James Kimmel, Jr. is a lawyer, novelist, gun violence researcher, and social theorist who focuses on the intersections of law, psychology, and spirituality. He is a Lecturer in Psychiatry at the Yale School of Medicine and a Co-Director of the Yale Collaborative for Motive Control Studies, where he researches gun violence prevention, justice addiction, motive control, nonjustice studies, and mental health peer support services. He also maintains a legal practice in healthcare law at Buckley, Brion, McGuire & Morris LLP and is a co-founder of Peercovery®, the first mental health and addiction peer and recovery support franchise network. Jim received his doctorate in jurisprudence from the University of Pennsylvania, where he was a member of the University of Pennsylvania Law Review, and his B.S. degree summa cum laude from the Schreyer Honors College and the Smeal College of Business of the Pennsylvania State University.
Early in his legal career, Jim served as a law clerk to a federal court judge. Later, as an attorney at Pepper Hamilton, LLP, one of the preeminent law firms in the United States, and in his own legal practice, he appeared before courts across the country on behalf of a wide variety of clients, from indigent families and prisoners seeking better conditions of confinement to wealthy individuals and large corporations. Recognized as an expert in written advocacy and legal analysis, he was retained as a consultant by hundreds of other lawyers and law firms to assist them in developing legal strategies and drafting legal arguments. He was an early pioneer in training lawyers in India to provide legal research to American law firms, and he holds a United States Patent as the inventor of the first online legal research assignment and ordering system, which helped make this possible.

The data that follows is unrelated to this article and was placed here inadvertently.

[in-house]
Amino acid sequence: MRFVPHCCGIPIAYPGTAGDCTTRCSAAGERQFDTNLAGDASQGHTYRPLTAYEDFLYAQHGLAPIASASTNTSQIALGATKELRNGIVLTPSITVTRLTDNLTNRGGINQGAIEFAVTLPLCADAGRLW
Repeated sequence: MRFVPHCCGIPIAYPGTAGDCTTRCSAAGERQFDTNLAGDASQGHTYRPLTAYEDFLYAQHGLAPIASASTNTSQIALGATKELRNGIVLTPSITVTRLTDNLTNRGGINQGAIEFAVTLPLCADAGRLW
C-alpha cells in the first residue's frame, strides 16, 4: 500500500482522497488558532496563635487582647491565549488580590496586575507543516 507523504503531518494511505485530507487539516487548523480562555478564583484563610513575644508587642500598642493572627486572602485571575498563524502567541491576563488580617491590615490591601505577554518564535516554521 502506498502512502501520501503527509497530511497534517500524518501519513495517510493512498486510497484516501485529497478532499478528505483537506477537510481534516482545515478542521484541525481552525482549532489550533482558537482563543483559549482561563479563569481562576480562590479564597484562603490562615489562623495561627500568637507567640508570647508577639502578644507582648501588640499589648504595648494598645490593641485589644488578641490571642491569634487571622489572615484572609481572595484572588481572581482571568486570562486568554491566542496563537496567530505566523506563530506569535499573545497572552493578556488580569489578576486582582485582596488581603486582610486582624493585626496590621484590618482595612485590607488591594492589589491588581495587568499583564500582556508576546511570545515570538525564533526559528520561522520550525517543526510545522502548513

Despite his professional success, over time Jim began to experience a conflict between his most deeply held spiritual beliefs and his duties as a lawyer. The search for a resolution to this conflict led him into the fields of law and spirituality, law and psychology, and, ultimately, into writing. His journey is chronicled in his book, Suing for Peace.
Jim is leading the movement to expand the national debate about violence prevention beyond gun control to include motive control and developed and studied the first motive control method for reducing violence by targeting the desire for revenge. He is the creator of SavingCain.org, the first-of-it’s-kind website aimed at saving lives by providing support and resources to help potential murderers and mass shooters overcome the desire to kill and that has received international news coverage. He is also a founding organizer of Peace Day Philly, an advisor to the CURE Addiction Center of Excellence at the University of Pennsylvania Center for Addiction Studies, and the founder of the Nonjustice Foundation. Jim was also a co-founder of, and served as a Board Member, Executive Vice President, and General Counsel to, a licensed, Medicaid-funded healthcare provider with offices across Pennsylvania and a national reputation for providing innovative, research-based services and programming to individuals with serious mental illnesses in communities and within the criminal justice system. Jim was also featured in the documentary 365 Days: A Year in the Life of Happy Valley, about forgiveness in the wake of the Penn State Jerry Sandusky scandal.
Jim was raised on a farm in central Pennsylvania and worked alongside his great-grandfather tending a small herd of black angus cattle and raising the occasional litter of pigs. During high school and college, he worked part-time as a laborer and as a disc jockey and newscaster at three different commercial radio stations. One of his grandfathers was an ordained pastor in the Church of the Brethren; and at the age of eighteen, Jim delivered a sermon to his own Episcopal church. He is the first person in his family to graduate from college.
Currently a member of the Religious Society of Friends (Quakers), Jim has taught as an adjunct professor at the Lutheran Theological Seminary at Philadelphia. He lives in Pennsylvania with his wife (also a lawyer) and their two children.